Tuesday, July 31, 2012

For Fresh Water

Earlier this year my husband bought me a rainbarrel.
Rainbarrels rely on rain.
There hasn't been as much rain this summer as we normally get,
and much of the time my rainbarrel has been empty.
But what is beginning to dawn on me,
as we have now had the third rain that ought to have filled it,
and I have gone out hoping for water,
only to have less than I should have had,
is that my rainbarrel has a leak.
At first, there was the incredible heat, and I thought it all evaporated.
Then there was an inch of rain in 20 minutes,
and I thought, surely that barrel is full now.
But strangely, it wasn't.
At least, it wasn't for long.
But this last weekend, there was a long soaking rain,
a beautiful misty green rain, and I smiled to myself about my rainbarrel.
I had noticed two wet lines leading to the drain in my driveway
for the last two days, but mentally looked over it.
They were still there this morning.
I put my watering can under the spout to fill it,
and noticed the water pressure was not acting like it was a full barrel.
Weird. Must have debris in the spout.
But when I went for the fourth can, and had to tip it, I knew for certain:
it's leaking.
It can't hold water like it should.

O, for a spring.
For a source of water independent of my efforts.
For fresh water, that doesn't smell rank when I use it.
For water that really can wash, and nourish.
For living water.
I went inside this morning and looked up this passage in Jeremiah 2:
"My people have committed two sins: 
they have turned away from Me, the spring of fresh water, 
and they have dug cisterns, cracked cisterns that can hold no water at all."
What a stupid thing to do.

If my property had a spring, I might engineer an irrigation system.
But what kind of fool would abandon spring water for a stagnant cistern?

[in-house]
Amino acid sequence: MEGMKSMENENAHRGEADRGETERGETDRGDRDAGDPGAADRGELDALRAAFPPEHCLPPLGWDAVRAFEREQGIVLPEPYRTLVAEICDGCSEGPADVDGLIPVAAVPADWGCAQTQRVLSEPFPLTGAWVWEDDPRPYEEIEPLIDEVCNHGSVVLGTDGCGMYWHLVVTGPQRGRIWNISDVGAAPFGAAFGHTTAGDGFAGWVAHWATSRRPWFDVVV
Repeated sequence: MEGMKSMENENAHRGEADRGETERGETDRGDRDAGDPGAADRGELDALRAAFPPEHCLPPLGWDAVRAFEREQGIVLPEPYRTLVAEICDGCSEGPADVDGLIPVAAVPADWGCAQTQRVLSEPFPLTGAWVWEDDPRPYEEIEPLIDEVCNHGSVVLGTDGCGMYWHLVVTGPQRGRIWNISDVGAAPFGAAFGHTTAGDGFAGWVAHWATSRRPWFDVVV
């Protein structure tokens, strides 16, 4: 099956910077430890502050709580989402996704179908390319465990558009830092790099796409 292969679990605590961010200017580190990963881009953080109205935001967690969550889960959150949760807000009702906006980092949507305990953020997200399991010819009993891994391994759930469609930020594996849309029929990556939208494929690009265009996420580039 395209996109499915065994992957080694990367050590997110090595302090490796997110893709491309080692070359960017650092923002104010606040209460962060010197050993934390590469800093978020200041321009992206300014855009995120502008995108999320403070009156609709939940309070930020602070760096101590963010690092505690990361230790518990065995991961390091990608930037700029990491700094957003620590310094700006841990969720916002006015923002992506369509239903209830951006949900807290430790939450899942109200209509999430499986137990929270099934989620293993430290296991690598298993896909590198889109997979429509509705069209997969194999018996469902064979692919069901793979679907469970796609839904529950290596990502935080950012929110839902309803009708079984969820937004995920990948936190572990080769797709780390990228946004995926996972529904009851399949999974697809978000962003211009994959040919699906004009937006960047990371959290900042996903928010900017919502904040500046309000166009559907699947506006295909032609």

And especially for an empty one?
When I was a little girl, I visited people who had an empty swimming pool.
There was a dark, murky bit of green algae water in the deep end.
It was so horrible looking to me, that I still have bad dreams about it.
Some of the cisterns we saw in Israel reminded me of that swimming pool.

No sane person would ever ask me for a drink
if I was sitting next to my rainbarrel with a cup.
In fact, many people post warnings on them
to keep others from trying to drink it.
Stagnant water is poison.
That's why places in the world without fresh water sources
have so much misery.
We wash our hands after handling the water.

A woman of Samaria came to draw water. 
Jesus said to her, Give me to drink. 
(For His disciples had gone away into the city to buy food.) 
Then the woman of Samaria said to Him, 
How do you, being a Jew, ask a drink of me, who am a woman of Samaria? 
For the Jews do not associate with Samaritans. 
Jesus answered and said to her, If you knew the gift of God, 
and who it is that says to you, Give Me to drink, 
you would have asked of Him, and He would have given you living water.
...Jesus answered and said to her, 
Whoever drinks of this water shall thirst again, 
but whoever drinks of the water that I shall give him shall never thirst, 
but the water that I shall give him shall be in him 
a well of water springing up into everlasting life.
~ John 4:7-14

If the water you're drinking stinks, and evaporates, and runs out,
it may be water -- but it isn't living water.
Perhaps it's time to return to the Source,
and abandon that broken cistern.

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